By Hillel Aron
By Joseph Tsidulko
By Patrick Range McDonald
By David Futch
By Hillel Aron
By Dennis Romero
By Jill Stewart
By Dennis Romero
ON CHRIS’ 17TH BIRTHDAY, he got two T-shirts and a sweater from his friend’s foster mom. His group home gave him a $20 bill. He spent the day shooting hoops and hurling a football on the lush, green grass of Pan Pacific Park. His friend’s foster mom, not the government, arranged the day.
Afterward, he went to work at a burger joint not far from his group home, deep in South L.A. That was his birthday.
Chris says he didn’t receive a gift card that day (or ever) from the Department of Children and Family Services (DCFS), the 7,200-employee system that handles this county’s orphans and unwanted. He never questioned it. A kid without a family is used to not getting much.
But officials say a group of Los Angeles County foster-care employees decided to take a share of the crumbs taxpayers provide to foster children as they struggle in an often frightening and lonely life. According to an audit by the Los Angeles County auditor-controller that landed with an embarrassing thud before the Board of Supervisors this month, four employees purchased gift cards to Glen Ivy Hot Springs Spa and P.F. Chang’s. They spent $14,000 on tickets to Wicked, at the time the musical-theater rage of L.A. Of 160 tickets purchased — using taxpayer money earmarked for gifts for foster children — only 53 tickets went to kids.
Most were used by county employees and their entourages. But it wasn’t enough for these government workers to have a night on the town and pilfer the kids’ tickets. The audit revealed that the same employees spent $5,700 for 150 tickets to House of Blues’ Sunday gospel brunch — and just 43 of the tickets went to kids. The remaining 107 tickets were divvied up among employees, “mentors” and a DCFS vendor, according to the audit.
The audit suggests $250,000 was spent on entertainment and gift cards meant for children and their mentors.
The four employees are members of the tiny Services Outcome Improvement Project, also known as the Mentorship Section, Los Angeles County DCFS Director Patricia S. Ploehn told the L.A. Weekly.
County officials, from the auditor involved to the county counsel, have refused media requests to identify the four. Moreover, the Mentorship Section did not return calls from the L.A. Weekly, and Ploehn insisted that publicly naming the four would somehow “truly hurt the investigation.” However, the D.A.’s Office lifted the veil somewhat, telling the Weekly that its investigative case is filed under the name Sherrie Hiller, a children’s service administrator.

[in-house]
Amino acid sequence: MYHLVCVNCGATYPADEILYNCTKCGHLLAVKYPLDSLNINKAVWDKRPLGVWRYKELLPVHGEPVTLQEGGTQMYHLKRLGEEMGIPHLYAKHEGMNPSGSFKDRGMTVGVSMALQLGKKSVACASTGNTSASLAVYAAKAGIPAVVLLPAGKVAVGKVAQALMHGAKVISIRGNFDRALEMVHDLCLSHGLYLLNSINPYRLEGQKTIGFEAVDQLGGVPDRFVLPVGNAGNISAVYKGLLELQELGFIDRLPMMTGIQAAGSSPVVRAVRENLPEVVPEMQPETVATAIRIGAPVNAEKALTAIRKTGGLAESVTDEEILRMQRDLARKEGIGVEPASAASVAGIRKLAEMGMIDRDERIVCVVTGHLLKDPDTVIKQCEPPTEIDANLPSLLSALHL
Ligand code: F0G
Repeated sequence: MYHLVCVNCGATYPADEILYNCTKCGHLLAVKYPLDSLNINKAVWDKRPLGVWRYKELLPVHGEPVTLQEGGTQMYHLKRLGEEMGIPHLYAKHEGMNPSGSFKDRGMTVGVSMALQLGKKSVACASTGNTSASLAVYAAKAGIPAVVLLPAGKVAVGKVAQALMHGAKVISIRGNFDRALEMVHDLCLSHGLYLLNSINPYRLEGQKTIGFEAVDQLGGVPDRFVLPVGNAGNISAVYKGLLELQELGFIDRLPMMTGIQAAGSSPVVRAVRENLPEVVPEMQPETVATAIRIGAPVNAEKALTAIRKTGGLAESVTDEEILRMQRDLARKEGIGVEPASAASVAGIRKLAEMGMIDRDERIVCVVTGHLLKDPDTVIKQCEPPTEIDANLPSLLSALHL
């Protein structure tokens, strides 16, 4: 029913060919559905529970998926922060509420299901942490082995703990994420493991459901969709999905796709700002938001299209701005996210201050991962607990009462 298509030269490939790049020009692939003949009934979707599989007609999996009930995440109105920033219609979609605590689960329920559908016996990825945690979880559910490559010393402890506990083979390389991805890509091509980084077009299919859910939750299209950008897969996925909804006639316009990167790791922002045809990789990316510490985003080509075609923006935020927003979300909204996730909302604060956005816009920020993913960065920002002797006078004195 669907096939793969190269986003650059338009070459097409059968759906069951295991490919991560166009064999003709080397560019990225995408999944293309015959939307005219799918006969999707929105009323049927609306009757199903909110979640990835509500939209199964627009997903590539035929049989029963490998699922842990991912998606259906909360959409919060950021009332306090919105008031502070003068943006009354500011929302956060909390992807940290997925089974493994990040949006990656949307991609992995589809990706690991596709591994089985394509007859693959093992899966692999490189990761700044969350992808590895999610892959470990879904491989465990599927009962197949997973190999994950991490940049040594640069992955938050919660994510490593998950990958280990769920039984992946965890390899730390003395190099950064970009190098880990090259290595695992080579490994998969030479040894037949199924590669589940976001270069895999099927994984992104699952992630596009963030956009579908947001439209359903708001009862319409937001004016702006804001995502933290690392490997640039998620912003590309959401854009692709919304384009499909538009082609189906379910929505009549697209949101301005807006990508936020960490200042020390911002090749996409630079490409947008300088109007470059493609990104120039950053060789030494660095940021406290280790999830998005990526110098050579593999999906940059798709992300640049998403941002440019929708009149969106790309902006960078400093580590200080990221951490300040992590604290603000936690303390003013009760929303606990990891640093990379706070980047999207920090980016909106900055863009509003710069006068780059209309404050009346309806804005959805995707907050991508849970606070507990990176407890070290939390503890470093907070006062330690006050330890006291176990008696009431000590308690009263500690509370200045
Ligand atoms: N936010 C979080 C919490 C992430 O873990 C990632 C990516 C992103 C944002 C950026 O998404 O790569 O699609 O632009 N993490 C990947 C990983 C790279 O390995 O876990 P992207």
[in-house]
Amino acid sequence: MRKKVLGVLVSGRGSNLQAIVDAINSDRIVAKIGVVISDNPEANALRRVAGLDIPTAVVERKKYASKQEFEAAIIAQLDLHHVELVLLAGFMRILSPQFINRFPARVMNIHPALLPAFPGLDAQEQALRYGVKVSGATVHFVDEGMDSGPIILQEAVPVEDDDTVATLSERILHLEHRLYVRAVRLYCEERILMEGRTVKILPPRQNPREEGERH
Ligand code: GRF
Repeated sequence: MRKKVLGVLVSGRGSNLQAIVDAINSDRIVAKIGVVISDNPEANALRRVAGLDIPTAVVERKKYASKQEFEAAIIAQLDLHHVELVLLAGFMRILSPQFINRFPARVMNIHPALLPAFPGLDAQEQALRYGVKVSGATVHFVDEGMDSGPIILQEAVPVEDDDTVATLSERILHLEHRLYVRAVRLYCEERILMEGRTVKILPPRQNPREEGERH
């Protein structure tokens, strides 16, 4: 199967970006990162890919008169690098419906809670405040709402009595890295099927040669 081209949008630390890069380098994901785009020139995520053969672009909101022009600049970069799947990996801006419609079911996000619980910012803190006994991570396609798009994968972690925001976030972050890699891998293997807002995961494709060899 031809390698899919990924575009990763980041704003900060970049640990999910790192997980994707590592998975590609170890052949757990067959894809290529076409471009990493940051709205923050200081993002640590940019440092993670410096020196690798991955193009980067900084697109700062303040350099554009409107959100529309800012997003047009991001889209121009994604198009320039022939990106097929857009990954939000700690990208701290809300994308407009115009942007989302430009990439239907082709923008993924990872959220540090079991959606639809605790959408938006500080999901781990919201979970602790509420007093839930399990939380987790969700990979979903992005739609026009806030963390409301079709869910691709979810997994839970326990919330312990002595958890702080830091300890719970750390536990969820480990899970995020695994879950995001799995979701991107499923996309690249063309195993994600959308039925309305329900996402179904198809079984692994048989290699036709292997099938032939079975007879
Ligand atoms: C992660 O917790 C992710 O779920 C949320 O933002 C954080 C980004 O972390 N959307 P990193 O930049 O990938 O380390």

The Mentorship Section, supposedly dedicated to lifting these children up through partnerships with adult mentors, has just six employees, says DCFS spokesman Stewart Riskin, yet its $1.25 million budget is intended to help those children most at risk: the ones nearing their often-dreaded “emancipation” at 18, when they are, by law, kicked out and often have no home or family to turn to.
Gift cards divert the young adults’ attention from the crap in their lives. “Kids come filthy, hungry and unkempt,” Riskin says. “The gift certificates are sometimes used to take them to McDonald’s, and to get them basic clothes.”
Gift cards are often meant to be shared with mentors, who can take DCFS kids to a show or a brunch — make a young person happy, open their eyes to culture.
“With something like that, you could make a person’s day,” foster kid Chris says over the cell phone he bought with money earned as a cashier. “Stealing those vouchers, that’s something a kid would do — you know what I’m saying? I don’t even know people who do that nowadays.”
BUT LOS ANGELES COUNTY SUPERVISORS and children’s advocates say graft exists. “Stealing vouchers, stealing anything from these children, this is a disease of our community,” says Daphna Ziman, founder of Children Uniting Nations, which places foster kids with mentors.
Last month, her group put on Day of the Child in Woodland Hills. Fifteen hundred foster care children were bused in to meet potential mentors. Ziman and her husband, Richard, bought MP3 players for the kids. She alleges that county bus drivers and county “monitors” got caught stealing the devices. Luckily, a group of soldiers was at the event and took charge, reclaiming the children’s booty, she tells the Weekly.
“Your responsibility as an elected official is to be a parent of these children,” Ziman, who adopted a foster child, says. She charges that the MP3-player-stealing incident reflects the apathy of some members of the powerful five-member Board of Supervisors, which she says has failed to clean up the foster-care program.
The foster-care budget provides a staggering $1.4 billion for the 38,000 kids whose parents are too drunk, too violent, too drugged out, too missing in action. Now, Assistant District Attorney David Demerjian is reviewing four employees for possible criminal charges stemming from the gift-card audit. But with the county struggling even to fire incompetent workers from closed-down Martin Luther King Jr.–Harbor Medical Center — workers protected by stiff civil-service rules — it’s not at all clear that the thievery against the foster kids will be seriously punished.